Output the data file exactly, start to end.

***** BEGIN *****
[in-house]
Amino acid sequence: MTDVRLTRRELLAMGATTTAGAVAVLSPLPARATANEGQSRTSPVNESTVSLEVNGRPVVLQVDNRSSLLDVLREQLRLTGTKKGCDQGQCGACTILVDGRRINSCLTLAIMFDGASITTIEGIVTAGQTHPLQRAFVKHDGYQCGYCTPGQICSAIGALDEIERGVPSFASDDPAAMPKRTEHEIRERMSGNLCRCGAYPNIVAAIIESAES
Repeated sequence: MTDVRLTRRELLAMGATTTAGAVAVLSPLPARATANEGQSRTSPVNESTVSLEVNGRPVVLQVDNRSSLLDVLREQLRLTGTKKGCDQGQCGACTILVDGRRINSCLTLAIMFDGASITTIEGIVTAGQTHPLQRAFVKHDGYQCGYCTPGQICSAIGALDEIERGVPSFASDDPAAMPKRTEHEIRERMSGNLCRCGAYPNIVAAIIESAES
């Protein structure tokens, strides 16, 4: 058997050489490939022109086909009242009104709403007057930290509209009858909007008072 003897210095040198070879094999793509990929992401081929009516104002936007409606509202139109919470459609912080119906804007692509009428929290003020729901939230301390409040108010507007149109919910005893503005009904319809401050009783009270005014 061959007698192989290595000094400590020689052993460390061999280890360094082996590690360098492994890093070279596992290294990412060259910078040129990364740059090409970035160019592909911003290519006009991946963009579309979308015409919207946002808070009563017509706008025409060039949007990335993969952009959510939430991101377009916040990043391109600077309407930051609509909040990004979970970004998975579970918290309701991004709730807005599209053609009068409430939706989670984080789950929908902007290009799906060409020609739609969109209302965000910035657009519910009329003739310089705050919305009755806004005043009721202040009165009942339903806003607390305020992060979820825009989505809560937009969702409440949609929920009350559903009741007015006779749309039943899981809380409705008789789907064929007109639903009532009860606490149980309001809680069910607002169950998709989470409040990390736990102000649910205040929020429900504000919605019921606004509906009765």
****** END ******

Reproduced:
[in-house]
Amino acid sequence: MTDVRLTRRELLAMGATTTAGAVAVLSPLPARATANEGQSRTSPVNESTVSLEVNGRPVVLQVDNRSSLLDVLREQLRLTGTKKGCDQGQCGACTILVDGRRINSCLTLAIMFDGASITTIEGIVTAGQTHPLQRAFVKHDGYQCGYCTPGQICSAIGALDEIERGVPSFASDDPAAMPKRTEHEIRERMSGNLCRCGAYPNIVAAIIESAES
Repeated sequence: MTDVRLTRRELLAMGATTTAGAVAVLSPLPARATANEGQSRTSPVNESTVSLEVNGRPVVLQVDNRSSLLDVLREQLRLTGTKKGCDQGQCGACTILVDGRRINSCLTLAIMFDGASITTIEGIVTAGQTHPLQRAFVKHDGYQCGYCTPGQICSAIGALDEIERGVPSFASDDPAAMPKRTEHEIRERMSGNLCRCGAYPNIVAAIIESAES
């Protein structure tokens, strides 16, 4: 058997050489490939022109086909009242009104709403007057930290509209009858909007008072 003897210095040198070879094999793509990929992401081929009516104002936007409606509202139109919470459609912080119906804007692509009428929290003020729901939230301390409040108010507007149109919910005893503005009904319809401050009783009270005014 061959007698192989290595000094400590020689052993460390061999280890360094082996590690360098492994890093070279596992290294990412060259910078040129990364740059090409970035160019592909911003290519006009991946963009579309979308015409919207946002808070009563017509706008025409060039949007990335993969952009959510939430991101377009916040990043391109600077309407930051609509909040990004979970970004998975579970918290309701991004709730807005599209053609009068409430939706989670984080789950929908902007290009799906060409020609739609969109209302965000910035657009519910009329003739310089705050919305009755806004005043009721202040009165009942339903806003607390305020992060979820825009989505809560937009969702409440949609929920009350559903009741007015006779749309039943899981809380409705008789789907064929007109639903009532009860606490149980309001809680069910607002169950998709989470409040990390736990102000649910205040929020429900504000919605019921606004509906009765």